• No minimum spend requirement
    • Annual fee waived five full years
  • Cons
    • Just 0.3 per cent rebate on general spend
    • otal rewards capped at just $50/mo

The DBS Live Fresh student card, as its name applies, caters with the specific target audience of students in mind.

Therefore, its eligibility is only extended to students of ages 21-27 years old, and must be an existing student from one of the post-secondary institutions (excluding junior colleges).

The list of eligible universities includes:

List of universities
National University of Singapore (NUS)
Nanyang Technological University (NTU)
Singapore Management University (SMU)
Singapore Institute of Management (SIM)
Singapore University of Technology and Design (SUTD)
Singapore Institute of Technology (SIT)
Singapore University of Social Sciences (SUSS)

Meanwhile, students from the following polytechnics are also eligible:

List of polytechnics
Nanyang Polytechnic (NYP)
Ngee Ann Polytechnic (NP)
Temasek Polytechnic (TP)
Singapore Polytechnic (SP)
Republic Polytechnic (RP)

As mentioned, due to an existing regulation by MAS, the credit limit will be only up to $500. Another attractive incentive is that the annual fee of $192.60 is waived for a whole five years! However, if you are still studying even after using the card for five years, it is possible to request for additional years of waiver through contacting the DBS credit hotline.

The main perk of this card is its attractive cashbacks for eco-friendly merchants. Students will be able to get up to five per cent Green Cashback on selected Eco-Eateries, Eco-Retailers and Eco-Transport Services. Some examples include JustDabao, The Green Collective and even BlueSG.

Furthermore, you can get up to five per cent cashback on favourite brands, such as McDonald's, Starbucks, Golden Village and other movies and TV streaming services.

For more information and a more detailed analysis of the DBS Live Fresh student card, you can check out our handy guide right here.

Maybank eVibes card

Promo: Apply and $50 cash credit 

Consider this if you want to maximise cashback on everyday spending. 

  • Pros
    • Students & NSF earning less than $30,000/year
    • People looking for easy cashback on all spend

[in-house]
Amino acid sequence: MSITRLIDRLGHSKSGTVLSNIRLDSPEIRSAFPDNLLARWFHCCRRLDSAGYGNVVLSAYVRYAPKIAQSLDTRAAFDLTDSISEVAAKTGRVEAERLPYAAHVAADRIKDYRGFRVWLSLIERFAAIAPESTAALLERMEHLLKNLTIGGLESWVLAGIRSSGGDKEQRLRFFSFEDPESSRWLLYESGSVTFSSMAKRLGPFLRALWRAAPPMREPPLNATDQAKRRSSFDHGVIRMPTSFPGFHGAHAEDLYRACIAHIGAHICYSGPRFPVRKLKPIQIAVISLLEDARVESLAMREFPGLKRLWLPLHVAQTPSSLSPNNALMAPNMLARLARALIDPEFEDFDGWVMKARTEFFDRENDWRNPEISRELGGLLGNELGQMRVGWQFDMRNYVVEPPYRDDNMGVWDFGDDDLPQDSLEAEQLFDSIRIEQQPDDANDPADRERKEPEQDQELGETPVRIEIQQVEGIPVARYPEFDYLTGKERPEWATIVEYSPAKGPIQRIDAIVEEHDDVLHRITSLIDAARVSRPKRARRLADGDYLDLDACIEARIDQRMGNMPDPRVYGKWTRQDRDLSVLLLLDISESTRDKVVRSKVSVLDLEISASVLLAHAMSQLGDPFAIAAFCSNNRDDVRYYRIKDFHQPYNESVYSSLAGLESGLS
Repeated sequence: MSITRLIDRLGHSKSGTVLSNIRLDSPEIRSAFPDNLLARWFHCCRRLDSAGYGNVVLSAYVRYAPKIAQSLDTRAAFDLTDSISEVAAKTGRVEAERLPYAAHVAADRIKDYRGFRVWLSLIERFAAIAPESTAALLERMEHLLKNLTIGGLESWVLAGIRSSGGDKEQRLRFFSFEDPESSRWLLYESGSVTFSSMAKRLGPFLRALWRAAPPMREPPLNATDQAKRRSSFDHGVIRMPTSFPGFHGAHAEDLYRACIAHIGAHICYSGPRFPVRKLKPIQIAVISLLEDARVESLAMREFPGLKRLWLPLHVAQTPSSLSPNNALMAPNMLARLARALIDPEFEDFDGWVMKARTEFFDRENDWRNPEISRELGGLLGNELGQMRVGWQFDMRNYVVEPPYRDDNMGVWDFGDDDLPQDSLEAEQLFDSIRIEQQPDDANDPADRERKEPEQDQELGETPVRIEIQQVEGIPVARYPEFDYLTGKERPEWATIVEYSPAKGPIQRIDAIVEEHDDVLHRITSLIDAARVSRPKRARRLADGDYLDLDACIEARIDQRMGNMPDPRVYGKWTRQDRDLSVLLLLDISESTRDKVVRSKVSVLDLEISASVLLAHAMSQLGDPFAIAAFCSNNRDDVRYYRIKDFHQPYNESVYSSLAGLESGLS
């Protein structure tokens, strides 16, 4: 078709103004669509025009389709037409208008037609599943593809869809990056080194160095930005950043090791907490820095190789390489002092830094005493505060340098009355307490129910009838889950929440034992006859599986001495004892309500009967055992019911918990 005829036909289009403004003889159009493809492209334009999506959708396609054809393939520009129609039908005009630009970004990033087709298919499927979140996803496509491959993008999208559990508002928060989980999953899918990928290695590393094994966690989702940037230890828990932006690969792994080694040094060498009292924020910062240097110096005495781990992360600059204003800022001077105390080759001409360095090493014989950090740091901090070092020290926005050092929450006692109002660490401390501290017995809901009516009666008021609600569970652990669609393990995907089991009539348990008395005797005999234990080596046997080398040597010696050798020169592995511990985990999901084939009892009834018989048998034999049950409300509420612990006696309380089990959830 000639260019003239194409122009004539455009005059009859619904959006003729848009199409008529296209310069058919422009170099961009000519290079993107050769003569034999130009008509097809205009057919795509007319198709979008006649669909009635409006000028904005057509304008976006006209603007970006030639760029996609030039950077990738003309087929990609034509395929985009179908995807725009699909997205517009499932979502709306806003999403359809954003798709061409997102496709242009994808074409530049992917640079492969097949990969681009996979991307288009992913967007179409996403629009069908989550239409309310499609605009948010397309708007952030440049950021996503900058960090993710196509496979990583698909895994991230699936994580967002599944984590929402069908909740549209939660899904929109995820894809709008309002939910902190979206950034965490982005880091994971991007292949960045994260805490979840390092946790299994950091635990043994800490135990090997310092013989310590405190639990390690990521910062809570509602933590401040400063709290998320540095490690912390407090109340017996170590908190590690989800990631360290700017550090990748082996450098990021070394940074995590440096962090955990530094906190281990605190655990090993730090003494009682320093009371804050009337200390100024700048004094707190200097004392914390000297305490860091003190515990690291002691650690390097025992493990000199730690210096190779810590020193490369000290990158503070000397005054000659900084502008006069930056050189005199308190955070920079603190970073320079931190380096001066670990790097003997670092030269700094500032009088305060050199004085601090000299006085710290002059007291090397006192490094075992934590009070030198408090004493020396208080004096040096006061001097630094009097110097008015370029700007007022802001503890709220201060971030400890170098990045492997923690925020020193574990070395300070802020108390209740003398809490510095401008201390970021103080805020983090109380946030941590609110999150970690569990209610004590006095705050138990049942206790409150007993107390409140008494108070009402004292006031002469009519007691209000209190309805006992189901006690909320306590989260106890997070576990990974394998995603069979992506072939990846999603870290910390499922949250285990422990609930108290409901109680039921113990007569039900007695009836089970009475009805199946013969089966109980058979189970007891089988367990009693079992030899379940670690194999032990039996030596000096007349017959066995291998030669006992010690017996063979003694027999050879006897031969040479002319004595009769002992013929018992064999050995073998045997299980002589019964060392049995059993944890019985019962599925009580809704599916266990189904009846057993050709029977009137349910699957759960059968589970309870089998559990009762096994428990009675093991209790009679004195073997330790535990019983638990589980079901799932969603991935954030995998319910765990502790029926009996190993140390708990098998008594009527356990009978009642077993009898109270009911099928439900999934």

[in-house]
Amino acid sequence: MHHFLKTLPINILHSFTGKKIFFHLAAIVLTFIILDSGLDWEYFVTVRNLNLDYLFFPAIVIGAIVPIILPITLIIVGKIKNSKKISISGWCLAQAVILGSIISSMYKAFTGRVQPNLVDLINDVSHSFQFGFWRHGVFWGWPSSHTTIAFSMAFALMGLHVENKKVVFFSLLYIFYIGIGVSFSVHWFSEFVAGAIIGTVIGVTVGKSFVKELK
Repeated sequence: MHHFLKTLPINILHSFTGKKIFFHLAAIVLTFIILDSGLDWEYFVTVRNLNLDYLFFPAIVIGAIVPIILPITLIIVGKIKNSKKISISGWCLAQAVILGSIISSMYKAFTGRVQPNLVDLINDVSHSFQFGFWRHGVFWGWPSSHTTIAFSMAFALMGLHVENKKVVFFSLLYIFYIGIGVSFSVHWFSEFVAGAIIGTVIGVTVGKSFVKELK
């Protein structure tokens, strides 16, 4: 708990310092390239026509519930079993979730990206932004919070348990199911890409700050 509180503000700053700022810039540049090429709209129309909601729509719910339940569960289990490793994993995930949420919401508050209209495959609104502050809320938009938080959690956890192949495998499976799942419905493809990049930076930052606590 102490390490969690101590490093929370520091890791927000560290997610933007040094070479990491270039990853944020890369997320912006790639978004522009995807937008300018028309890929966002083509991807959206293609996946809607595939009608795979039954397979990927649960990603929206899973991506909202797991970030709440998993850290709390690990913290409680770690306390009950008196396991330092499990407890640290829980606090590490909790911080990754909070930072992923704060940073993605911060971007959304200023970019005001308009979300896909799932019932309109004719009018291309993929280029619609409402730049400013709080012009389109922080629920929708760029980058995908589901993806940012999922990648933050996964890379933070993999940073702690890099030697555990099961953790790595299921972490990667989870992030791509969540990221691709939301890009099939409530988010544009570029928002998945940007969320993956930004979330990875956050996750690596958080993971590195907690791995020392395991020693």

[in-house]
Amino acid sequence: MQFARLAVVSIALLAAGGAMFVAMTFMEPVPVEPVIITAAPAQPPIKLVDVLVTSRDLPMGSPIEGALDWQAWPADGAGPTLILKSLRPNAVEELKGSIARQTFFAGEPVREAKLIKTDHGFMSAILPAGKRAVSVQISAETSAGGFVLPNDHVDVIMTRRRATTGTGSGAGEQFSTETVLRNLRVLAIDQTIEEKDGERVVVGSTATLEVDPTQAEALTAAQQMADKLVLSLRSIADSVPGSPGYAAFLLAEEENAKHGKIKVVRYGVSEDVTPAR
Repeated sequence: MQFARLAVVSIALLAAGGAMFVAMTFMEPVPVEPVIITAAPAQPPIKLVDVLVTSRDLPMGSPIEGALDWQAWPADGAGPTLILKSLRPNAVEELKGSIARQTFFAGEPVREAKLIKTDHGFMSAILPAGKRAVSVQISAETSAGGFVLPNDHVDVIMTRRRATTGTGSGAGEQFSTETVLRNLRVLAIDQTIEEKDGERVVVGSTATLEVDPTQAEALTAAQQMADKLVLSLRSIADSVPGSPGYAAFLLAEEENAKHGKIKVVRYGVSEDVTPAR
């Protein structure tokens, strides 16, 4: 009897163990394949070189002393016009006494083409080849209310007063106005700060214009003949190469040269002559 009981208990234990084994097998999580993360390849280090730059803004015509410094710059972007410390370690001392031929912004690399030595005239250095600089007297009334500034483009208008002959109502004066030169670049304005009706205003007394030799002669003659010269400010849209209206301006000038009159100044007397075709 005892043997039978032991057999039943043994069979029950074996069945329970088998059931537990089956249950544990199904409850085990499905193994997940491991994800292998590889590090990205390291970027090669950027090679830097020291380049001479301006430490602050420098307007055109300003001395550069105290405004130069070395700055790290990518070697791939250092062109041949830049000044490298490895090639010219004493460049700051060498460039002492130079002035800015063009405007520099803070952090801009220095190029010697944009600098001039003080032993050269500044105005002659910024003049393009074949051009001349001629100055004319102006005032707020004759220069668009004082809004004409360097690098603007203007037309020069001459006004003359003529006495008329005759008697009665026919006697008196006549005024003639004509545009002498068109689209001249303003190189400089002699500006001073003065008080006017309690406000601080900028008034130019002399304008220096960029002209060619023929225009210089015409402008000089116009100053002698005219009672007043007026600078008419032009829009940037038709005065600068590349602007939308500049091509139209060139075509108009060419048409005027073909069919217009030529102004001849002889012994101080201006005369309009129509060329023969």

• Individuals hoping to avoid paying an annual fee
  • Cons
    • Young adults who'd prefer a card with EZ-Link functionality

Similar to DBS Live Fresh student card, the trendy-sounding Maybank eVibes Card also targets tertiary students as well.

However, beyond just the educational institutions listed previously, students from LASALLE, NAFA and NIE are also eligible to apply for this credit card.

The Maybank eVibes card also has a more forgiving age limit of between 18-30 years old. Similar to the Live Fresh student card, it has a credit limit of $500, and has no annual income requirements.

Interestingly, the Maybank eVibes Card instead has an annual income limit, in which applicants cannot exceed $30,000 in annual income.

What about the benefits?

This card offers one per cent cashback on all spending. Yes, this means you are not restricted to a particular spending category. Other promotions also include discounts for Agoda, as well as Golden village.

It also has a $5 quarterly fee, which is waived if you charge your card at least once every three months, which is not too difficult to accomplish.

Interested in signing up for the Maybank eVibes card? You can take a detailed look into our more in-depth guide about this card over here. More often than not, there are rotating promotions for new sign-ups, so don't wait too long!

Cimb Awsm card

Consider this if you earn $18,000 and $30,000 per year and are below the age of 35. 

  • Pros
    • Students, NSFs & low-income consumers earning less than $30,000/year
    • People with high spend on dining, entertainment, online shopping & telco
    • Individuals interested in discounts & deals in Indonesia and Malaysia
  • Cons
    • Individuals who earn more than $30,000/year
    • People who tend to eat in, and prefer to shop offline
    • Young adults looking for cashback on their utilities spend

Are you perhaps not a tertiary student, but already in the working world? All’s good, because the Cimb Awsm card offers the best of both worlds, and caters to both demographics.

For students and NSFs, the age limit for this card is between 18 to 29 years old, with no annual income restrictions.